Abraham Lincoln and a New Birth of Freedom: The Union and Slavery in the Diplomacy of the Civil War

By Howard Jones | Go to book overview

Acknowledgments

As always, it has proved impossible for me to write a book without considerable assistance. I have been fortunate, again, to receive advice and encouragement from several students of the Civil War and of history itself. For more times than he and she may want to admit, my longtime friends Forrest and Ellie McDonald read one of my manuscripts in its initial stages, offering countless suggestions that made their way into the final product. Both Pete Maslowski and Robert E. May continue to demonstrate their uncanny ability to make constructive criticisms while skillfully maintaining our close friendship of more than two decades. Lawrence F. Kohl again read my work, willingly sharing his deep knowledge of the period and helping to refine my ideas on Lincoln. Norman B. Ferris and Brooks D. Simpson also deserve my gratitude for reading the manuscript and suggesting numerous improvements. I also thank Trudie Calvert for yet a third time in offering superb editorial advice. For doing everything possible to create an atmosphere in which to work, I thank Kay Branyon, Loretta Fuller, and Julie Moore. Finally, to those archivists both inside and outside the United States, I know I speak for all historians in expressing my heartfelt appreciation for your help.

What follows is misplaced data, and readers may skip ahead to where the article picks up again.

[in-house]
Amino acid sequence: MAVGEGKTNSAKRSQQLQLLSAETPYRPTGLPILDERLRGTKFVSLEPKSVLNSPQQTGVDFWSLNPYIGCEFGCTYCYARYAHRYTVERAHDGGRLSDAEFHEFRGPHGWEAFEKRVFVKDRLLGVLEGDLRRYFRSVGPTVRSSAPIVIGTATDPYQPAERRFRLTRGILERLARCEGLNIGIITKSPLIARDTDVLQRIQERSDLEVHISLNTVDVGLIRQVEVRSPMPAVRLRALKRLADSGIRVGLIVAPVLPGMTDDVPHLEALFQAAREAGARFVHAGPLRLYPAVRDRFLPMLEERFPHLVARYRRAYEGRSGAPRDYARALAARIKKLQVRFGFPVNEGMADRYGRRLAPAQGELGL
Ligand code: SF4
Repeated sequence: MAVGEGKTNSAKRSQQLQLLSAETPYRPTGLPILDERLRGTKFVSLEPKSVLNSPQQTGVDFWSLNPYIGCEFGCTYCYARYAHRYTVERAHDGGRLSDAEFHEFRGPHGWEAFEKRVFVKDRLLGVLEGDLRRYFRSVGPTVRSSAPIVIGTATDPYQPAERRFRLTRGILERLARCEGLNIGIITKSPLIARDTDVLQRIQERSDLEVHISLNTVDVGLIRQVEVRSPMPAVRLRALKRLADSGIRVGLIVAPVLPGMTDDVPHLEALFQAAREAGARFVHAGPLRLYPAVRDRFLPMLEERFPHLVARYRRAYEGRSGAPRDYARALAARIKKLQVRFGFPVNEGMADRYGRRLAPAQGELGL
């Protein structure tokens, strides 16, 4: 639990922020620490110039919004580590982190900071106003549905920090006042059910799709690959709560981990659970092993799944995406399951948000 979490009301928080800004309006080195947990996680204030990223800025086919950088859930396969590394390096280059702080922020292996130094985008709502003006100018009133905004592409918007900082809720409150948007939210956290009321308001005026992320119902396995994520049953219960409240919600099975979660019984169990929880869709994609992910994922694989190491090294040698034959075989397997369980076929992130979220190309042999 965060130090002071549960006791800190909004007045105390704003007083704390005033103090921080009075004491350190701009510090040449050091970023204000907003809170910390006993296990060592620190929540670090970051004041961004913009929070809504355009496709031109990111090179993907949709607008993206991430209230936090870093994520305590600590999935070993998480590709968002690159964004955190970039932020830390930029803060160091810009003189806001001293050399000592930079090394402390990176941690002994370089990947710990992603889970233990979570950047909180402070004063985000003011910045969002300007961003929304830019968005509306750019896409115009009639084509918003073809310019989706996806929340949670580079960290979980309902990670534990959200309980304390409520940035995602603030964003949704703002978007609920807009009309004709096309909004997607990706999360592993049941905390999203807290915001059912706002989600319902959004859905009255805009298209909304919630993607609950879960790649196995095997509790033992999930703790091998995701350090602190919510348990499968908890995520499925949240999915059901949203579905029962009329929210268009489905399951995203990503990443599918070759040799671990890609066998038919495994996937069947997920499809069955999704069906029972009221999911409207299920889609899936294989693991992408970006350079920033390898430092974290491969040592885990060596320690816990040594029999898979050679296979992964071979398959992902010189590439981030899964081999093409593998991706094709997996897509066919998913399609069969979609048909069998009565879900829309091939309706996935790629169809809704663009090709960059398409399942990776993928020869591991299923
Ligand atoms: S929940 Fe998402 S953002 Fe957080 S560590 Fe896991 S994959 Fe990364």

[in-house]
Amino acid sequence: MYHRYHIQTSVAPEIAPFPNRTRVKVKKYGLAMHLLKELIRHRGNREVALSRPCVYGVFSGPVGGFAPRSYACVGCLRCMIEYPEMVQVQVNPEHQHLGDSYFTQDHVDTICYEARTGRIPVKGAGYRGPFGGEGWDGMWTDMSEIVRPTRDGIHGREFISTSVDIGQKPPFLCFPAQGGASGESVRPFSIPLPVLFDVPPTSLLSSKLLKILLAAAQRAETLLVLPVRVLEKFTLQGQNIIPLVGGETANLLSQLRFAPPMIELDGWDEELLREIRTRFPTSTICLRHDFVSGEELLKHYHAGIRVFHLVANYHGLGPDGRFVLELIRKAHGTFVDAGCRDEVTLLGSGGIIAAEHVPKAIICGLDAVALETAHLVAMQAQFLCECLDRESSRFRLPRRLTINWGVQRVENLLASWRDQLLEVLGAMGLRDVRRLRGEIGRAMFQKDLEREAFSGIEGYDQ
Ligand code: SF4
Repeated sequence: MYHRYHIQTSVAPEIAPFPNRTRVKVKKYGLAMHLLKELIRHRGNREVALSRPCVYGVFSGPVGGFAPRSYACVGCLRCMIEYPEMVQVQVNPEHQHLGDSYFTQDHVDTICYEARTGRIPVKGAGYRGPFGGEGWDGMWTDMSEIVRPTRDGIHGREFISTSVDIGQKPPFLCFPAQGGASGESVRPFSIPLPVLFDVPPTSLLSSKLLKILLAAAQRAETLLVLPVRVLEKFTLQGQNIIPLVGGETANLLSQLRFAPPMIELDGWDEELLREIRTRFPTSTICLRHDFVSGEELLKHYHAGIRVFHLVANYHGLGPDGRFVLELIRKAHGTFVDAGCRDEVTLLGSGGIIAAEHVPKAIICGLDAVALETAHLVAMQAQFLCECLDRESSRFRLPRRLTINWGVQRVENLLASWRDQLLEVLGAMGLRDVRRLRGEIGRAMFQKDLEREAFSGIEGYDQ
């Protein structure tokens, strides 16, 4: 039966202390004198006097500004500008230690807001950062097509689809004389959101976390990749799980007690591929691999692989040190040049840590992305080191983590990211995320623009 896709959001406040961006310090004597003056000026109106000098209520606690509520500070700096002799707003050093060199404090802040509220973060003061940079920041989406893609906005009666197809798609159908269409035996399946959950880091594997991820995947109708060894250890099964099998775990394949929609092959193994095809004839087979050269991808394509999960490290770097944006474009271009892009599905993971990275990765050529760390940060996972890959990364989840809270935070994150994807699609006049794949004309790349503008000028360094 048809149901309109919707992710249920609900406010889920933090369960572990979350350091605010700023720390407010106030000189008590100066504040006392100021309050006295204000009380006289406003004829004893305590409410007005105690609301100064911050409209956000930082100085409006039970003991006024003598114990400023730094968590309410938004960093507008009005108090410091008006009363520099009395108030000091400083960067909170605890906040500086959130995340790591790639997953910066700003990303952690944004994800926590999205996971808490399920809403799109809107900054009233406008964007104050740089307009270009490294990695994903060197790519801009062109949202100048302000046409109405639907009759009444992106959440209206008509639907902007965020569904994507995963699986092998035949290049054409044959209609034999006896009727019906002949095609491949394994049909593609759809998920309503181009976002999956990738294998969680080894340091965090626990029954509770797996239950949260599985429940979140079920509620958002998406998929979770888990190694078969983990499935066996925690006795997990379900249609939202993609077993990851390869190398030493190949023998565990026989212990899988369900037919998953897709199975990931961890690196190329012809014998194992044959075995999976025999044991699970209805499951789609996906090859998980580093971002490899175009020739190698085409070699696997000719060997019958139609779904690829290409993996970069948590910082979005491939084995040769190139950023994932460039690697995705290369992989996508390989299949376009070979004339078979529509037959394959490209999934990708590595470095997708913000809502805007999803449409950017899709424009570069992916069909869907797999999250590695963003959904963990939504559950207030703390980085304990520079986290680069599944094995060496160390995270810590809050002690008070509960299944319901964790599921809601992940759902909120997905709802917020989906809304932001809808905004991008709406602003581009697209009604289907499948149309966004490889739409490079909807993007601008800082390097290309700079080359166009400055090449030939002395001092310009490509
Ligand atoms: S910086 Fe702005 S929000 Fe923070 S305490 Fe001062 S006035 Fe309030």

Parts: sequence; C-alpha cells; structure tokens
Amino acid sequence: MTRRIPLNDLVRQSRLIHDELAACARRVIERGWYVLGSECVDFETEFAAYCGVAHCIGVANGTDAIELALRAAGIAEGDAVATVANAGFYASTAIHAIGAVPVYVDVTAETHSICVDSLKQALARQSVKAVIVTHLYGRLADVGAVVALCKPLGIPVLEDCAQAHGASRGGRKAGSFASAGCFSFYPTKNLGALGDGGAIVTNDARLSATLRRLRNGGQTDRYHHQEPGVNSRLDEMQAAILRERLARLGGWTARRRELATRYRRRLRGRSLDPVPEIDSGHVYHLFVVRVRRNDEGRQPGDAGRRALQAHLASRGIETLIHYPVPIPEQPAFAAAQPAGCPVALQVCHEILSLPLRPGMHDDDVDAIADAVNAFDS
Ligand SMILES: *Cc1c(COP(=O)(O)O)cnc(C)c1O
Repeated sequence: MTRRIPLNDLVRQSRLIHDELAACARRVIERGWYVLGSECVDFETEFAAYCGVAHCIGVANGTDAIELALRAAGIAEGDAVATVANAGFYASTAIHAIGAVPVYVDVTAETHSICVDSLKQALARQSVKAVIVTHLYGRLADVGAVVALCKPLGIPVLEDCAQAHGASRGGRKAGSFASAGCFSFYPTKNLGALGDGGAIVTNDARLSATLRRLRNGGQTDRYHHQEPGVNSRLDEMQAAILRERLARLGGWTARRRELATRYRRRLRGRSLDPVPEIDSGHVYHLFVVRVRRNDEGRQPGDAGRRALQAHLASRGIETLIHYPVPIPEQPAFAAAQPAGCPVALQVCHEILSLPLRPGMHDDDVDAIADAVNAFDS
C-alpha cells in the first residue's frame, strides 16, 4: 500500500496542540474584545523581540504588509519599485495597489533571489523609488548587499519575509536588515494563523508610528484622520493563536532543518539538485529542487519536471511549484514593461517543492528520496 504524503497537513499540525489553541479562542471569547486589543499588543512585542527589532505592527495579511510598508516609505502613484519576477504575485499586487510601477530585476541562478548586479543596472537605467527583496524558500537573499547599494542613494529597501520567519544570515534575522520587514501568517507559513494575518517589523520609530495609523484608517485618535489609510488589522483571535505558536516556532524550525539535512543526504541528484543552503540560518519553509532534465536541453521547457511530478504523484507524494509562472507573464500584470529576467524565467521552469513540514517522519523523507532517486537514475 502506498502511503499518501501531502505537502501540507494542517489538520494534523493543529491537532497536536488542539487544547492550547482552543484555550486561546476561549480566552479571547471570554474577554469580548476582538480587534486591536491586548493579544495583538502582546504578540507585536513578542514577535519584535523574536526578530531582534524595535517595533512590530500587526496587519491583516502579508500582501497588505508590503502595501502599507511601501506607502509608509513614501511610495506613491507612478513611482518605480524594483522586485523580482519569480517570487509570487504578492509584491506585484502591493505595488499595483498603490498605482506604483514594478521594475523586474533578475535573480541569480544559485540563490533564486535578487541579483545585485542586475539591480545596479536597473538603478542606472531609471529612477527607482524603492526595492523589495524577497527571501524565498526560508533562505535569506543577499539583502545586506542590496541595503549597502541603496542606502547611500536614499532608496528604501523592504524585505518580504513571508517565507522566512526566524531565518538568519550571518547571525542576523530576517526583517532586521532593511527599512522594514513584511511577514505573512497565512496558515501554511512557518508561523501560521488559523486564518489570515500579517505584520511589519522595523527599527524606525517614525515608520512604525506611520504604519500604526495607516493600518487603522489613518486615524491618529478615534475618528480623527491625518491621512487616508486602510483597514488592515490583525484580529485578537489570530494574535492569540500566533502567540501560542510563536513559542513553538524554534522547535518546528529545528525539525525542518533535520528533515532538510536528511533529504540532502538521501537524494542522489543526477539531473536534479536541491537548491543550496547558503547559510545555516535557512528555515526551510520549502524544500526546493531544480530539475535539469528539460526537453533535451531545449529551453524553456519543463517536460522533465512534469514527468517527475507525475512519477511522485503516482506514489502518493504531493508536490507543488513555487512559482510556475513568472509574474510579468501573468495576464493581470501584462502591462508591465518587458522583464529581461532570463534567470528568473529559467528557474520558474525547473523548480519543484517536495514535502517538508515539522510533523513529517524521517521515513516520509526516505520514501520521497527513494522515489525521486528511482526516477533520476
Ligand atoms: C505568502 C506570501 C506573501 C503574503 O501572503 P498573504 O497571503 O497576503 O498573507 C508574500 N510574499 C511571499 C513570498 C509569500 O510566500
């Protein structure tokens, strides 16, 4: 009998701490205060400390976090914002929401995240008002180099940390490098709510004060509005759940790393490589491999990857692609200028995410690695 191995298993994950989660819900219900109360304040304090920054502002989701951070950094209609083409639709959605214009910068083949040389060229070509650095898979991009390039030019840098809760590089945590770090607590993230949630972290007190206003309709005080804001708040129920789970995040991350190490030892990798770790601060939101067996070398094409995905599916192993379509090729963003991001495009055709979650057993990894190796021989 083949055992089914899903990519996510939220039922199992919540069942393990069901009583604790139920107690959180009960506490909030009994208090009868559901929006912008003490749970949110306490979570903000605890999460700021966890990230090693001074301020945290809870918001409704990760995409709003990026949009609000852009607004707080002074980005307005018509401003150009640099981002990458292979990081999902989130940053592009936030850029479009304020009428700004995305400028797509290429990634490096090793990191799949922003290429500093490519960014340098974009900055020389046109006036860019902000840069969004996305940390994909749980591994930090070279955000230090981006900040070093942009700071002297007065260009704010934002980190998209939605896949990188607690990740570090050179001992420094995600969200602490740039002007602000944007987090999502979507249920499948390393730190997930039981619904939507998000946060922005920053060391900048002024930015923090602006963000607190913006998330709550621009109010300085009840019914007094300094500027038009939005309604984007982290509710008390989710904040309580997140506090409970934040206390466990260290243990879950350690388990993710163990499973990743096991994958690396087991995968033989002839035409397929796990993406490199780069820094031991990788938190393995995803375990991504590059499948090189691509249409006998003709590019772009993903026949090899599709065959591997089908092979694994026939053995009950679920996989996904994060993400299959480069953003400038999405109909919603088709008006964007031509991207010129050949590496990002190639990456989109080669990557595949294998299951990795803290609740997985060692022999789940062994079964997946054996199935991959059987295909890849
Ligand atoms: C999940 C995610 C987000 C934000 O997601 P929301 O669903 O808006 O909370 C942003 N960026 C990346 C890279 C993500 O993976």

This work proved especially challenging. It continues my efforts to highlight the importance of diplomacy to the Civil War. The international dimension of these events has not drawn deserved attention because of the heavy emphasis on battles and leaders, and yet the foreign aspects of this era helped to determine the outcome of the war as well as its ramifications for decades to come. But even more venturesome was my attempt to deal with Lincoln. So many writers have written so much about the man that it becomes almost presumptuous to think that there is anything more to say. I hope to have provided something useful for those who enjoy studying Lincoln and his times as much as I do.

Nothing I do in history, would be worthwhile without the support of family. My parents, my daughters, their husbands, and my grandchildren, Timothy and Ashley, as always, remain sincere supporters of my work. To Mary

-xi-

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